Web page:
Rural population (determined by nonmetropolitan status) declined for the third year in a row according to population estimates released last week by the U.S. Census Bureau. While hundreds of individual counties have lost population over the years, especially in remote or sparsely-settled regions, this marks the first period of population decline for rural (nonmetro) areas as a whole. Population declines stem from a combination of fewer births, more deaths, and changing migration patterns. Since 2010, the increase in rural population that came from natural change (193,000 more births than deaths) has not matched the decrease in population from net migration (276,000 more people moved out than moved in). While natural change has gradually trended downward over time, net migration rates tend to fluctuate in response to economic conditions. Thus, this period of rural population loss may be short-lived depending on the course of the economic recovery. This chart is found in the ERS topic page on Population and Migration, updated April 2014.

Editor's Pick 2013:<br>Nonmetro areas declined in population, 2011-12, perhaps for the first time

Monday, December 30, 2013

Nonmetro population has grown more slowly than metro population since the mid-1990s and the gap has widened considerably in recent years. Between July 2011 and July 2012, nonmetro population declined for the first time since annual county population estimates were first recorded in the 1960s. Historically, nonmetro population grew because natural increase (more births than deaths) always offset net migration loss (more people moving out than moving in). But falling birth rates and an aging population have steadily dampened the natural increase in nonmetro population over time. Nonmetro net migration rates, which tend to fluctuate in response to economic conditions, last peaked in 2006 just prior to the housing mortgage crisis before falling dramatically. New population estimates are subject to revision, the rate of population decline for this single year is quite small, and the trend may be short-lived. Nonetheless, 2011-12 marks the first year with estimated net migration losses exceeding natural increase in nonmetro areas. This chart is based on County-level Data Sets. Originally published on Tuesday, April 9, 2013.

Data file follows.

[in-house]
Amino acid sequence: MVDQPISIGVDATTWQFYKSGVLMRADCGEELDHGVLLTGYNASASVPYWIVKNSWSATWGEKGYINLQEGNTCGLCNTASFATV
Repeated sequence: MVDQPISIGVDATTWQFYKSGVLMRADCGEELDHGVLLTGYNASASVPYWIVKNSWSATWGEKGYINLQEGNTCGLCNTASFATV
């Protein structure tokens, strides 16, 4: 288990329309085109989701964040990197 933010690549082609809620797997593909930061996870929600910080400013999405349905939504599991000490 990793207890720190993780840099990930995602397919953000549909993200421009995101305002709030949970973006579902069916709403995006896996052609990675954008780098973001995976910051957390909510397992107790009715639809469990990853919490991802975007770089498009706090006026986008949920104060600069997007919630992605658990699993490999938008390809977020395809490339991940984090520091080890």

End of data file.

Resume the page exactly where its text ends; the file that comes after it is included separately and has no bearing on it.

Rural high-poverty counties are concentrated in the South and Southwest

Wednesday, December 11, 2013

The national poverty rate (based on pre-tax income of less than $23,492 for an average family of four) was 15.0 percent in 2012; the rate was 17.7 percent in nonmetro areas and 14.5 percent in metro areas. High-poverty counties—those with a poverty rate of 20 percent or higher—are often geographically clustered. During 2007-11, there were 703 high-poverty counties in the United States; 571 were nonmetro, mostly in the South and Southwest. Most newly-classified rural high-poverty counties are located adjacent to clusters of historically high-poverty counties, but some were outside these clusters, mainly in areas with substantial losses in the real estate market and manufacturing employment between 2006 and 2009. This map is found in Rural America at a Glance, 2013 edition, released November 2013.

Recent employment growth in U.S. nonmetro areas remains flat

Wednesday, November 20, 2013

Employment fell by roughly 5 percent in both rural and urban areas during the Great Recession of 2007-09. In 2010, the first year of the economic recovery, metro and nonmetro employment levels grew at comparable rates. Since the start of 2011, however, net job growth in nonmetro areas has been near zero while employment in metro counties has grown at an annual rate of 1.4 percent. The stagnation in nonmetro job growth overlaps with the first recorded period of nonmetro population loss, between 2010 and 2012, which was driven by a decrease in net migration to rural areas. This lack of population growth, combined with a falling labor force participation rate, has permitted the nonmetro unemployment rate to fall slowly but steadily despite the lack of employment growth. This chart is found in Rural America at a Glance, 2013 Edition, released November 2013.